Not far from where I grew up, in a leafy suburb on the edge of north-west London, is a village that is definitely not suburbia, despite being only a few miles away from it. I'm not quite sure why it feels different - perhaps it's the duck pond, cricket pitch and the old-fashioned, independent ironmongery that seems to belong to a previous, simpler and more rural era. The houses are not all picturesque cottages, by any means and, in some ways, even if it's a village as opposed to suburban sprawl, it's not especially attractive. One of its roads is called "New Year's Green Lane" - a typically quaint, English road-name, derived from goodness knows where. But it is a proper country lane - very narrow, muddy, steep-banked and bordered with hedgerows that are thick with holly and typical English trees - oak and ash mostly. You can't see round the bends or over the top of the hedge so you get that slight mysteriousness that traditional, secret, English lanes have. Of course you'll find many better examples of secret English lanery in remoter parts of the country, especially in the south-west, but nevertheless, this one was near to home and perhaps because of its curious name, it's stuck in my memory.
New Year's Day brought it into my mind again and it occurred to me that, whatever the derivation, that little green lane has a certain metaphorical resonance about it for the New Year. It seems to me that standing at the brink of the New Year is rather like looking up a secret, green lane in winter. This pic here is not the eponymous New Year's Green Lane I refer to above, but a little lane round the corner from where I live now. It has the same feel though - steep banks dotted austerely in winter just with moss, ivy, holly and bare-branched alder. Even though I know what it looks like past the bend, it still has a mysterious hiddenness to it as it crosses the brook, currently full of the flood water of recent weeks.
At this time of year one looks ahead at the winding ribbon of road, empty of traffic and pedestrians (because who is out on a dark January afternoon in the driving rain and cold?) and, in winter's austerity when there are no distractions to catch the eye, one's focus is just on the curve and incline of the path and the intense green that persists here and there in the patches of moss, ivy and holly that populate the otherwise deserted banks.
As with the ribbon of road, one cannot see round the corner of a new year, but one peers into it nonetheless, as it begins, well, I do anyway. Later, it won't bother me so much, that hidden curve and the unknown that awaits past the bend - I shall be distracted by the scent of wild garlic and its starry, white flowers, the sudden blue of violets in the bank and later still the warm, sweet smell of wild roses and then the lure of purple blackberries and shiny elderberries, glinting in the September sun, which will call to me from the hedges that border the lane, before I can begin to look past them. Similarly, as the weeks go by I will cease to look too far ahead into the year and will be distracted and absorbed by today, this week or next and what it contains - the ephemeral, and the less ephemeral, bits and pieces that make up my days.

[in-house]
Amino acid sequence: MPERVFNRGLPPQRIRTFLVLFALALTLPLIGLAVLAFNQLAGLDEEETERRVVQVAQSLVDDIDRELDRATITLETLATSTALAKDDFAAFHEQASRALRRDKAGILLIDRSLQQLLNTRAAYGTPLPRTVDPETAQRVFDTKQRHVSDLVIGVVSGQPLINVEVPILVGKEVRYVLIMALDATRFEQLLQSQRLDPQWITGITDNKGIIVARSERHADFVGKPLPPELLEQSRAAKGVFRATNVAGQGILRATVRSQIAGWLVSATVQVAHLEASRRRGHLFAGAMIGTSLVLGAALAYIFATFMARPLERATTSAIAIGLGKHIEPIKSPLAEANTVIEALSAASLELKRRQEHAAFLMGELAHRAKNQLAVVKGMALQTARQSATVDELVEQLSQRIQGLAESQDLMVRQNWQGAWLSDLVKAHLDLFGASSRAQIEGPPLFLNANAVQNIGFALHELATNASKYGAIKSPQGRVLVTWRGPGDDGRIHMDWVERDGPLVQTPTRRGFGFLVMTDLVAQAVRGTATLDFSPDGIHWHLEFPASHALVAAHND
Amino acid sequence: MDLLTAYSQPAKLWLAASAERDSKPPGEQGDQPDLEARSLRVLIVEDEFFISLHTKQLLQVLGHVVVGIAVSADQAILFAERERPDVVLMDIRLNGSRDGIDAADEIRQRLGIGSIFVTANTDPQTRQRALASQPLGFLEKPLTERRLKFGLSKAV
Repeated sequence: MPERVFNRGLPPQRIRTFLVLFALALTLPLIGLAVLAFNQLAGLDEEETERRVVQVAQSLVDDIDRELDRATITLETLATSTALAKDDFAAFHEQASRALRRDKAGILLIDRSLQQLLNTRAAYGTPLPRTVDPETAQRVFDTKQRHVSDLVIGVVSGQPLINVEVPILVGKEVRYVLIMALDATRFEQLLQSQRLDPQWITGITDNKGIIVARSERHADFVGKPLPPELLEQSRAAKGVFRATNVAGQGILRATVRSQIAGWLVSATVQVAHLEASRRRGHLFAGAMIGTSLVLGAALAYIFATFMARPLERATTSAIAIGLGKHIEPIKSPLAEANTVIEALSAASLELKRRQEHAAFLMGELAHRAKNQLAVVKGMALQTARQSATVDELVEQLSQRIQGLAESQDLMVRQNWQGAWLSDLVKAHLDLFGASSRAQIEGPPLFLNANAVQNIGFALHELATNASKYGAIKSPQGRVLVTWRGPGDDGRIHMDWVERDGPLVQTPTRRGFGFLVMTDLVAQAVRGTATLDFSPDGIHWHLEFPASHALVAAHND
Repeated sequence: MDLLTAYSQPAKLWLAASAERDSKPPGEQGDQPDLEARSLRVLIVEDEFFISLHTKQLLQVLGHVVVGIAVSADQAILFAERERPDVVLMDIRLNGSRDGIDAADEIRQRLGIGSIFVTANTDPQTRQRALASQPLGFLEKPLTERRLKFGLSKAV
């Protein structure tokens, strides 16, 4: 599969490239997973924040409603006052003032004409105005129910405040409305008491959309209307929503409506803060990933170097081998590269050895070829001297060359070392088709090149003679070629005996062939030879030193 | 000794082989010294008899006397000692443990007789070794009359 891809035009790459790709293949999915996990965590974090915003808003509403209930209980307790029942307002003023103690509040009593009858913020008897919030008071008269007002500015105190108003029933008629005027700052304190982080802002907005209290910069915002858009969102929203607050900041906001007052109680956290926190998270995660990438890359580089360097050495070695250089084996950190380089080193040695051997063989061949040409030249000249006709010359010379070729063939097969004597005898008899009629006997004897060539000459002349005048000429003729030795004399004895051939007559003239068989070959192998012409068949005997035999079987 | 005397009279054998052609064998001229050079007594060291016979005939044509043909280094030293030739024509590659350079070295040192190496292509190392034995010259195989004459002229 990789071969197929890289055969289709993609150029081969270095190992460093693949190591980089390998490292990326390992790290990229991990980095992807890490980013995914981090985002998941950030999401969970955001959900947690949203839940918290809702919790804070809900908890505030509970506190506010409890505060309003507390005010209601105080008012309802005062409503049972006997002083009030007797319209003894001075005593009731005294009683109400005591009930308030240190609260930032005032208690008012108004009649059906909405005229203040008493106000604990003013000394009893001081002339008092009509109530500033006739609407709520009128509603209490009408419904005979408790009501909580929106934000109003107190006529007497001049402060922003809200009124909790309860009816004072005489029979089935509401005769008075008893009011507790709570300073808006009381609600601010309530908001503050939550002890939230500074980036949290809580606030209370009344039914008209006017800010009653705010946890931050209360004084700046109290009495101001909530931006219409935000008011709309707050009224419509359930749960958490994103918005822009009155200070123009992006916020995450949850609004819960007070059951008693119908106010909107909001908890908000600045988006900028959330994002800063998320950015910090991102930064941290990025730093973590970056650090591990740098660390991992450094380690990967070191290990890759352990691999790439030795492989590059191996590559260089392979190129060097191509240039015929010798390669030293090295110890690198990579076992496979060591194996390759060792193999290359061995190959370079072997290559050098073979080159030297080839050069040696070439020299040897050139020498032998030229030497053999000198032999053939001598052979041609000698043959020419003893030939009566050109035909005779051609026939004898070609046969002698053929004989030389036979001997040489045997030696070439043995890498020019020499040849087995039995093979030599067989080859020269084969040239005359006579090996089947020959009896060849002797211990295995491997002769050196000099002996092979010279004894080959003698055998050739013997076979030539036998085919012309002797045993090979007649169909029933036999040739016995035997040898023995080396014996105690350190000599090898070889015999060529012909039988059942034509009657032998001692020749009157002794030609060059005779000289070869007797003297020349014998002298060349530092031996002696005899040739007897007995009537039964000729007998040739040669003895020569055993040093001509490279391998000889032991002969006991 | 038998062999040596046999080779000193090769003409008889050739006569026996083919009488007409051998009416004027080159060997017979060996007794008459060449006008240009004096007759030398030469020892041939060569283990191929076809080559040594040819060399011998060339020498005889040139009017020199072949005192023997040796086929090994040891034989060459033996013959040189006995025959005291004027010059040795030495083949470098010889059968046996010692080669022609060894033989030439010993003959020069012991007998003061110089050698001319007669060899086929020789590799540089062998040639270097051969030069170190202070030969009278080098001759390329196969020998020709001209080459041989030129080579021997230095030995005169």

I find the "looking up the lane" phenomenon of the New Year disturbing. Unsettling; increasingly disconcerting, as I get older. But the green that persists in the banks of the lane reminds me that life is always dynamic and, whatever lies around the corner, the sap of growing and living is quickening and nurturing both what lies hidden and what is already obvious. I never used particularly to like green as a colour, especially lime green with its high percentage of yellow and red, but I've found myself more and more drawn to it recently and as the New Year has nosed its way in, it's made its presence felt big time and I've welcomed it.
The colour has infused my dye vat
and made its way into my decorative borders of little coat squares inspired by Lucy of Attic 24's wonderful coat revamping project which you can read about here and which inspired me to do likewise with an old jacket. The dye on the packet may have been called "Tropical Green" but as far as I am concerned it's "New Year's Green"! It's as vivid as any January moss or wet-bright ivy for sure!
It's crept into my post-Christmas hooky project and wound its way across the granny clusters of more muted shades of blackberry, teal and soft rose, a little like a winding lane itself.
It's infiltrated the new additions to my little collection of hopeful Epiphany stars
And as a result, somehow it's been turning my annual New Year feelings of unsettled disturbance into happier ones of green promise.
Happy New Year to you and yours - I hope that for you too it will be a green one, if not literally then metaphorically - full of promise, hope and life.